AboutIn May Hay Hill Gallery presents the group show of contemporary British painters who focus on urban environment. The genre of urban landscape emerged in the 17th century in Netherlands and rapidly spread across Europe. Grand architecture of Amsterdam, Harlem and Venice were most widely depicted in paintings and prints of that time. The Industrial revolution of the 19th century shifted the focus to industrial areas, building sites and railways stations, celebrating the new faster, bolder and bigger world. Today, in spite of the 20th century interest in abstract and conceptual art, we witness the revival of figurative tradition and urban landscape genre is once again revisited and revitalised by the new generation of artists.
As financial services and consumerism became dominant in our society, the artistic focus shifted from The Houses of Parliament (Claude Monet, Houses of Parliament, Sunset) to The City and Canary Wharf (Matthew Lindop ) as an embodiment of power and wealth. Today we see ourselves in the light of neon billboards and we catch our reflections in the glass and steel of contemporary architecture. It is therefore no wonder these subjects have such a strong presence in the art of today.
Phil Ashcroft's practice explores ideas of narrative and the spectacle within landscape. Referencing the site-specific, his work considers our present-day visions, a climate ever more pertaining to aspiration and speculation within our modern sense of reality. Combining influences from abstract expressionism, British landscape painting, Japanese woodcuts, and graphic street art, Ashcroft integrates varied visual styles to generate a crossover between space, object and environment.
Works of Twinkle Troughton are primarily concerned with the British history and society. Twinkle often uses history paintings, newspaper articles and literature as points of reference for her ideas and paintings. One may find the content of Twinkle's works rather satirical and dark, as in Tescminster Abbey and Tower of Tesco, but they are also serious, nostalgic and very political.
Kevin Fitzpatrick began as a performance artist but later turned to painting as a more rewarding medium. His concerns with issues of cultural identity in Britain are echoed in his performances and paintings alike. However, in paintings perhaps they are less vocal as Kevin is more focused on structural and visual expression through colour and composition.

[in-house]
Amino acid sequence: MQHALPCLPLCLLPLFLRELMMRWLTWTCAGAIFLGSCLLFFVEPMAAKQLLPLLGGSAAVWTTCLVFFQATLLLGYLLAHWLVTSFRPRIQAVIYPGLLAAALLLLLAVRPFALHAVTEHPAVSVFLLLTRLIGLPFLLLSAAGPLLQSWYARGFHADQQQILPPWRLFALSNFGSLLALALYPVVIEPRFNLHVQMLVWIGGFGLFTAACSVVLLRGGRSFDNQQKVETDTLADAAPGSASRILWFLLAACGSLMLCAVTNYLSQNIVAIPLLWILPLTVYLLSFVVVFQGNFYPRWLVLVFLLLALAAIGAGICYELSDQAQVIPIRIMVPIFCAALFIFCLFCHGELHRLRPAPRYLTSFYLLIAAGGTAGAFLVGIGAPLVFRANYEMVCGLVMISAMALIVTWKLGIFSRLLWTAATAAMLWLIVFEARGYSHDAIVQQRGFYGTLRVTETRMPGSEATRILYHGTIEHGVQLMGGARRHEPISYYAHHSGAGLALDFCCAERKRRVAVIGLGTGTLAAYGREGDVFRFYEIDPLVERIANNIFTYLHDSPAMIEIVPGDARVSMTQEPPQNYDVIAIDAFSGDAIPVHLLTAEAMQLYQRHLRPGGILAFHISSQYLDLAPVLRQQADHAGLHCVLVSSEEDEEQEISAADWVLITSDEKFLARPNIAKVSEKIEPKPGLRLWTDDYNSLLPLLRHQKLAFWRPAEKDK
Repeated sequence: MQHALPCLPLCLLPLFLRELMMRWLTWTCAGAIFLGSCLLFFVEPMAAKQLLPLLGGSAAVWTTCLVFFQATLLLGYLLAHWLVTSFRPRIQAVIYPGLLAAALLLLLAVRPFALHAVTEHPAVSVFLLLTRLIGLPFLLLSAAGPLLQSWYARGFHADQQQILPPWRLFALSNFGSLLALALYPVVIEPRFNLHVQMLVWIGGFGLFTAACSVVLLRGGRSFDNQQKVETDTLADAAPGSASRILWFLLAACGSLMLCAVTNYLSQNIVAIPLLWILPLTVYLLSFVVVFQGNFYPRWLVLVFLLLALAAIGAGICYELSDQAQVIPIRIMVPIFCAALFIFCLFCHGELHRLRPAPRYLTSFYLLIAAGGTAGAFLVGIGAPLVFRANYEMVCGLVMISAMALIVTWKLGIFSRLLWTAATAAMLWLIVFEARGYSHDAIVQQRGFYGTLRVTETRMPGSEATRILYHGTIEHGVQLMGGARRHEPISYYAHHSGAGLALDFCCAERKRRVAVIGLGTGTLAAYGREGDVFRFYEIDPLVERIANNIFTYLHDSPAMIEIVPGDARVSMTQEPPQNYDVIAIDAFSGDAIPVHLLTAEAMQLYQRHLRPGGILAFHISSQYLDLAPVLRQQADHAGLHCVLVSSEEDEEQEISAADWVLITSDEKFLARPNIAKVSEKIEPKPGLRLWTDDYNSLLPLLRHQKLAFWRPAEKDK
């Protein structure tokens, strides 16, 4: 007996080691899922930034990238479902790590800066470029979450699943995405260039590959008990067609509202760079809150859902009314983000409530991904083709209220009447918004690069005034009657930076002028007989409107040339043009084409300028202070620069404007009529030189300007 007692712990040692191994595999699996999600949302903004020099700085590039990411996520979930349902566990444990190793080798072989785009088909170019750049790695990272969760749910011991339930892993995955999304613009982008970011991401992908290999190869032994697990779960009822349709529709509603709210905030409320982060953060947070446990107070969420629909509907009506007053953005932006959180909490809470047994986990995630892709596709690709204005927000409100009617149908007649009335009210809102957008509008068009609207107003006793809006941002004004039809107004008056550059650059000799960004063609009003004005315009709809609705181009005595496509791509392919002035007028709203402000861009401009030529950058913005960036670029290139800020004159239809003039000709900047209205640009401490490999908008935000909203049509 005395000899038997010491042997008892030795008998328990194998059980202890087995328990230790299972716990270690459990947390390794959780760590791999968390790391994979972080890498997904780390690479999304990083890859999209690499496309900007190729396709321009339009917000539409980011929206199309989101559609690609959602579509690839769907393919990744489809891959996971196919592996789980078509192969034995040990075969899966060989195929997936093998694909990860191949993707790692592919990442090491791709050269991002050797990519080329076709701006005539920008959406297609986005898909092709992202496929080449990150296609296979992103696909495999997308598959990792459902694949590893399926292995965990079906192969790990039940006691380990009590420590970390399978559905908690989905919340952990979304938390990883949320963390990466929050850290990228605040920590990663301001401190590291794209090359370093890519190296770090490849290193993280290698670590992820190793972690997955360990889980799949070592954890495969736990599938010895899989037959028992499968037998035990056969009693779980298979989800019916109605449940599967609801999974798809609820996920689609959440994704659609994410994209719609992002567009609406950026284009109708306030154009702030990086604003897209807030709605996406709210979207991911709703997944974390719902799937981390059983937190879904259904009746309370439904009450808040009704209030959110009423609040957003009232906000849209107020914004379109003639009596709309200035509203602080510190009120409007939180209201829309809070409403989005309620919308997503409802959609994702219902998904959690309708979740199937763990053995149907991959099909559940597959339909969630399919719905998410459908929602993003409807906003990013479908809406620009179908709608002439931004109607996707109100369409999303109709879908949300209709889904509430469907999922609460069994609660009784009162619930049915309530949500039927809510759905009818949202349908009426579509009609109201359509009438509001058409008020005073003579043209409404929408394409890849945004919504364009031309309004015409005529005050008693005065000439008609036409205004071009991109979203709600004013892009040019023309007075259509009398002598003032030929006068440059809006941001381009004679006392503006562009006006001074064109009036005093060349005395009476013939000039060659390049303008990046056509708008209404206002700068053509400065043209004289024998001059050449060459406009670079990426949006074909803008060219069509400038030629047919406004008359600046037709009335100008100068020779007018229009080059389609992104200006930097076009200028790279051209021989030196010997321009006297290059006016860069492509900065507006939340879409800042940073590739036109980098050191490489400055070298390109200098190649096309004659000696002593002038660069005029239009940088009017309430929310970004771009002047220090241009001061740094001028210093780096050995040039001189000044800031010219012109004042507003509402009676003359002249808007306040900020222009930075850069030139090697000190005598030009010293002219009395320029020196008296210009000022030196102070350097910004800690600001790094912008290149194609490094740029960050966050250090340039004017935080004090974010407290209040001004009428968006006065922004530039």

The passion for architecture, buildings and structure drives Matthew Lindop's creativity. Matthew uses household gloss paints, which gives the work a vibrant, polished and crisp appearance and, combined with effect of flat colour and hard edges, makes the work spectacularly sleek and structured. The exquisite two and a half meters long panoramic view of Canary Warf is a part of the exhibition and is not to be missed.
Pedro Baztan contemplates human condition in the urban environment. He started from depicting isolated, strange places, often industrial estates and empty back street. Gradually human figures started to dominate the space and it brought the new topic of detachment and alienation of people co-habiting in the big cities.
Richard Blades is preoccupied with the process of paintings as much as the subject matter. He is seduced by scenes of striking colour and light, be it London City or a scrap yard. He often depicts scenes which one may dismiss as eyesores, these he paints in a clinical, unsentimental manner and in doing so reveals their hidden beauty.
Will Martyr focuses on depiction of luxurious, clean, modernist structures, housed within a soft vinyetted world, conjures up a sense of nostalgia. This nostalgia is for a timeless and simplified elegance, reminiscent of the post war modernism and optimism. Many of the motifs and symmetry in the works has been influenced from increasingly diverse sources including Art Deco, Modernism, Bauhaus ideals and Italian Futurist and Russian 1930's Posters.